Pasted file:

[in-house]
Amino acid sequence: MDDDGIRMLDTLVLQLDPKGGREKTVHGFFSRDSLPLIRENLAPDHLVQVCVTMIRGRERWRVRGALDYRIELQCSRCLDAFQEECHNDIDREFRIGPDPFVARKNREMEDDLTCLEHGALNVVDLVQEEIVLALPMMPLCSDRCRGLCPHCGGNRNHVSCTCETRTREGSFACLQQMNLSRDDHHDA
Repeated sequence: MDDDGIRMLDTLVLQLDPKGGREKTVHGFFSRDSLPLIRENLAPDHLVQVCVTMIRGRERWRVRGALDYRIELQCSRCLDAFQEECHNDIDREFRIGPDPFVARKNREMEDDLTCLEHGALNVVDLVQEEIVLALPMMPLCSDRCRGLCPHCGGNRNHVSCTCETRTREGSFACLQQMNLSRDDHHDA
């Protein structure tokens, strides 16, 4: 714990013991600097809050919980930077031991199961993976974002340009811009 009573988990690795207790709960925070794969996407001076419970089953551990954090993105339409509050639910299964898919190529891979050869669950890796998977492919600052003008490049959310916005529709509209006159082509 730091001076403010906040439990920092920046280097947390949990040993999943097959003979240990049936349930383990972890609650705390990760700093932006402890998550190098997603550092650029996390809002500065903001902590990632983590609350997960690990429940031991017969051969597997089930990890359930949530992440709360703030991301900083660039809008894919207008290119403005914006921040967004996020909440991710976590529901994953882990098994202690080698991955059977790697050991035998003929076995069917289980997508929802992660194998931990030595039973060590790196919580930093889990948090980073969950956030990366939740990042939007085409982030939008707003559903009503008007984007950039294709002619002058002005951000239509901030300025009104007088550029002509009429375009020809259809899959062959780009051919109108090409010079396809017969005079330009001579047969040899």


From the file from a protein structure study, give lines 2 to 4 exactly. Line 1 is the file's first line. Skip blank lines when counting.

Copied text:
Amino acid sequence: MDDDGIRMLDTLVLQLDPKGGREKTVHGFFSRDSLPLIRENLAPDHLVQVCVTMIRGRERWRVRGALDYRIELQCSRCLDAFQEECHNDIDREFRIGPDPFVARKNREMEDDLTCLEHGALNVVDLVQEEIVLALPMMPLCSDRCRGLCPHCGGNRNHVSCTCETRTREGSFACLQQMNLSRDDHHDA
Repeated sequence: MDDDGIRMLDTLVLQLDPKGGREKTVHGFFSRDSLPLIRENLAPDHLVQVCVTMIRGRERWRVRGALDYRIELQCSRCLDAFQEECHNDIDREFRIGPDPFVARKNREMEDDLTCLEHGALNVVDLVQEEIVLALPMMPLCSDRCRGLCPHCGGNRNHVSCTCETRTREGSFACLQQMNLSRDDHHDA
């Protein structure tokens, strides 16, 4: 714990013991600097809050919980930077031991199961993976974002340009811009 009573988990690795207790709960925070794969996407001076419970089953551990954090993105339409509050639910299964898919190529891979050869669950890796998977492919600052003008490049959310916005529709509209006159082509 730091001076403010906040439990920092920046280097947390949990040993999943097959003979240990049936349930383990972890609650705390990760700093932006402890998550190098997603550092650029996390809002500065903001902590990632983590609350997960690990429940031991017969051969597997089930990890359930949530992440709360703030991301900083660039809008894919207008290119403005914006921040967004996020909440991710976590529901994953882990098994202690080698991955059977790697050991035998003929076995069917289980997508929802992660194998931990030595039973060590790196919580930093889990948090980073969950956030990366939740990042939007085409982030939008707003559903009503008007984007950039294709002619002058002005951000239509901030300025009104007088550029002509009429375009020809259809899959062959780009051919109108090409010079396809017969005079330009001579047969040899």